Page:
The literature on the subject can be divided into two groups. The first group of authors studied the legal independence of reserve banks (central banks). There are, however, two problems with using law as an indicator of reserve bank independence. In the first place, the laws are incomplete and cannot explicitly define the limits of authority between the reserve bank and the government. According to Cukierman, Webb and Neyapti (1992:355), these voids are filled by tradition at best and by power at worst. Secondly, the actual practice of measuring legal independence may deviate from the content of the legislation.

The second group of researchers (and by far the majority in the literature) use economic variables to conduct their analysis. Table 1 provides an overview of the various dependent variables used in studies into central bank independence over the past few decades.

TABLE 1: Variables used in determining central bank independence.

Only a few authors have considered the specific relationship between interest rates and reserve bank independence. One of the first attempts was by Barro and Sala-i-Martin (1990). Unfortunately, their research could not prove a clear relationship between ex ante real interest rates (nominal interest rates minus expected inflation rate) and reserve bank independence. Later, Alesina and Summers (1993) attempted to prove a relationship between ex post real interest rates (nominal interest rates minus inflation rate) and bank independence, but just fell short. However, Alesina and Summers (1993:155), as well as Cukierman et al. (1993), could confirm the inverse relationship between the variability of ex post real interest rates and bank independence. Cukierman and Webb (1995:355) showed the significant influence that political sensitivity has on reserve bank independence, especially if the turnover rate of reserve bank governors is compared with the variability of interest rates. The authors proved that there is higher variability of ex post real interest rates in countries with lower levels of central bank independence.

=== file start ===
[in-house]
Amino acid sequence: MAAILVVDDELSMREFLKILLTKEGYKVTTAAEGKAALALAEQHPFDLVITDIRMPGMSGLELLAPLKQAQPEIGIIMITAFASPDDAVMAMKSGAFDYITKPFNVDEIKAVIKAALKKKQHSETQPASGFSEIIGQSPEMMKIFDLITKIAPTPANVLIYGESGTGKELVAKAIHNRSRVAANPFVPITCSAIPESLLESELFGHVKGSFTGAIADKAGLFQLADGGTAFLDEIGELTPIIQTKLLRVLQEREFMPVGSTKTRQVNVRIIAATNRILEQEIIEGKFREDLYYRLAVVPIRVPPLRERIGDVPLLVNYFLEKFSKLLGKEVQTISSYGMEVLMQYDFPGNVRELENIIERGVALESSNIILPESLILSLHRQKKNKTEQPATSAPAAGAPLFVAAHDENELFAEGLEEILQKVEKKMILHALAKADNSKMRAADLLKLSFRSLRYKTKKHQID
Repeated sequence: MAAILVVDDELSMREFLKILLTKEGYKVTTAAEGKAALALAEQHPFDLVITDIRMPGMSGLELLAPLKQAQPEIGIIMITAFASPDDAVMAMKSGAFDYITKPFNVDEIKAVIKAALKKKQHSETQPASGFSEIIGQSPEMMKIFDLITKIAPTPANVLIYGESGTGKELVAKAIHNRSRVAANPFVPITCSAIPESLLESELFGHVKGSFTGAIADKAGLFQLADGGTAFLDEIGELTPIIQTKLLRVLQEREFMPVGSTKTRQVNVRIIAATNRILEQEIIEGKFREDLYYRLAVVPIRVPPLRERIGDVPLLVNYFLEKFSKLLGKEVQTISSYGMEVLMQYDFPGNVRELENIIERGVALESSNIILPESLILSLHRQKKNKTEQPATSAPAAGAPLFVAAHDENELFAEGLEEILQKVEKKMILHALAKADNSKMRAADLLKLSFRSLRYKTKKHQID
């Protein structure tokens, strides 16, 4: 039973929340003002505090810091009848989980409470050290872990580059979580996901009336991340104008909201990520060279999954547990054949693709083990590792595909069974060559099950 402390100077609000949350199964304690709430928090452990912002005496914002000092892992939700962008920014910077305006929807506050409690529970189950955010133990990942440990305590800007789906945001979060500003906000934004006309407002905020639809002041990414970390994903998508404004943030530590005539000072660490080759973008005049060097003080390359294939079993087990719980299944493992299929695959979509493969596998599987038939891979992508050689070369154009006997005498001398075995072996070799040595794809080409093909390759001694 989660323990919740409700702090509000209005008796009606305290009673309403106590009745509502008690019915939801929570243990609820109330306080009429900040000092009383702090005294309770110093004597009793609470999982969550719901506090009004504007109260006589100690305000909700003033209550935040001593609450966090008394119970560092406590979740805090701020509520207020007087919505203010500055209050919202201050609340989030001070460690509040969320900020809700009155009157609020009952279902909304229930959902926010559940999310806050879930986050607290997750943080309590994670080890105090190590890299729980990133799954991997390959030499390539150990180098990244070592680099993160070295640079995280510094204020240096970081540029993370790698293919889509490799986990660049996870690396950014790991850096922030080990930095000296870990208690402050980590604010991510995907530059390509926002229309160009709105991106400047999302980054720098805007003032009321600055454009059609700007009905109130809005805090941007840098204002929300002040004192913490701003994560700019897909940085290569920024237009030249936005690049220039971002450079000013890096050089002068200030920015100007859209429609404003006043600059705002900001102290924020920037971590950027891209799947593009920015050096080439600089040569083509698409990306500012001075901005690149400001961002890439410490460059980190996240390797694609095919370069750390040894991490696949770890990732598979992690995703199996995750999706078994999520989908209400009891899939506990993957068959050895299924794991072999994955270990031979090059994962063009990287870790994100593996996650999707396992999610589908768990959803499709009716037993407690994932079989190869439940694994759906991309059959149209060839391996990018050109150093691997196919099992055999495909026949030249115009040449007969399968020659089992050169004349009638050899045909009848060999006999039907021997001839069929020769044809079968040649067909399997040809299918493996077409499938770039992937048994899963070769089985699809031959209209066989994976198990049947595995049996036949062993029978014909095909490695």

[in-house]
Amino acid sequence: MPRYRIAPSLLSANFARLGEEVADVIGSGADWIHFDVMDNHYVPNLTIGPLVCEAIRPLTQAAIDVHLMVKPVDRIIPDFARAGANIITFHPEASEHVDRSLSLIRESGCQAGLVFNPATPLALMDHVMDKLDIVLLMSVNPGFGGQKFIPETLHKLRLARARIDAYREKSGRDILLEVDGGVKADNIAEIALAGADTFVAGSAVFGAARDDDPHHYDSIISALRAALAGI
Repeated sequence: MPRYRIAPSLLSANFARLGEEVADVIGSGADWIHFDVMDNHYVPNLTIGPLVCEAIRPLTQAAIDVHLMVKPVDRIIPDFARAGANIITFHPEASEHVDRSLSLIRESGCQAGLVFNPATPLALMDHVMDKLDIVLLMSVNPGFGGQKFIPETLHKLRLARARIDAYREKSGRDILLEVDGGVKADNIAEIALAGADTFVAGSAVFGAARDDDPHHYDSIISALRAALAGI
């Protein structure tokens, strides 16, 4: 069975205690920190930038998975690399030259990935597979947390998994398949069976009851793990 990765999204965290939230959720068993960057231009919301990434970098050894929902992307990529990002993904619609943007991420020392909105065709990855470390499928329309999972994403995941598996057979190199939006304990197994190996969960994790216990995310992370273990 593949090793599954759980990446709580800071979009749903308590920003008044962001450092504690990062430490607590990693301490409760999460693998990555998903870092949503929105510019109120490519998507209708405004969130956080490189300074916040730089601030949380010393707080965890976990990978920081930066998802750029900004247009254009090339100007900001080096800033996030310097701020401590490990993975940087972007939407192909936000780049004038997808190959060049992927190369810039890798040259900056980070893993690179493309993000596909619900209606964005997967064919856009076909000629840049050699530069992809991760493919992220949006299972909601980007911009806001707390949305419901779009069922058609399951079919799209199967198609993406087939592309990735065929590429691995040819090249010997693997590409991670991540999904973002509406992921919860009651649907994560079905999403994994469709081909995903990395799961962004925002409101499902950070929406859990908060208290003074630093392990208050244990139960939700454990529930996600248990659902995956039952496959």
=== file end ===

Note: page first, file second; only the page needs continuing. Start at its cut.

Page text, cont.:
Eijffinger and De Haan (1996:38) also confirmed the existence of a relationship between inflation and central bank independence. The authors found that greater reserve bank independence prevails in countries with low inflation and therefore higher ex post real interest rates.

The major difficulty in assessing reserve bank independence is that there is no variable in existence that directly measures the level of independence. Furthermore, the tests conducted in the past have consisted of cross-panel data where the independence of reserve banks of different countries were ranked relative to one another, based on variables thought to best declare the level of independence.

Furthermore, when studying the theoretical literature, few applicable pieces of literature could be found because this study goes beyond previous work in two respects. In the first place, this study is country specific. The benefit of focusing on a single country is that discrepancies arising from differences between various countries’ political or economic climates are eliminated. An added difficulty for South Africa is that much of the data used in other studies is unavailable. This absence of data makes it difficult to run larger regressions spanning longer periods of time. Furthermore, the test in this study is not designed to confirm or deny an inverse relationship between interest rates and reserve bank independence, as has been the focus of many tests conducted in the past (refer to Table 1). Rather, the aim here is to ascertain whether the differences in movements (not the levels) of actual interest rates and projected interest rates could indicate the presence of political influence. More specifically, the focus of this investigation is whether these differences could be caused by the presence of a particular variable denoting political pressure from the government and/or COSATU.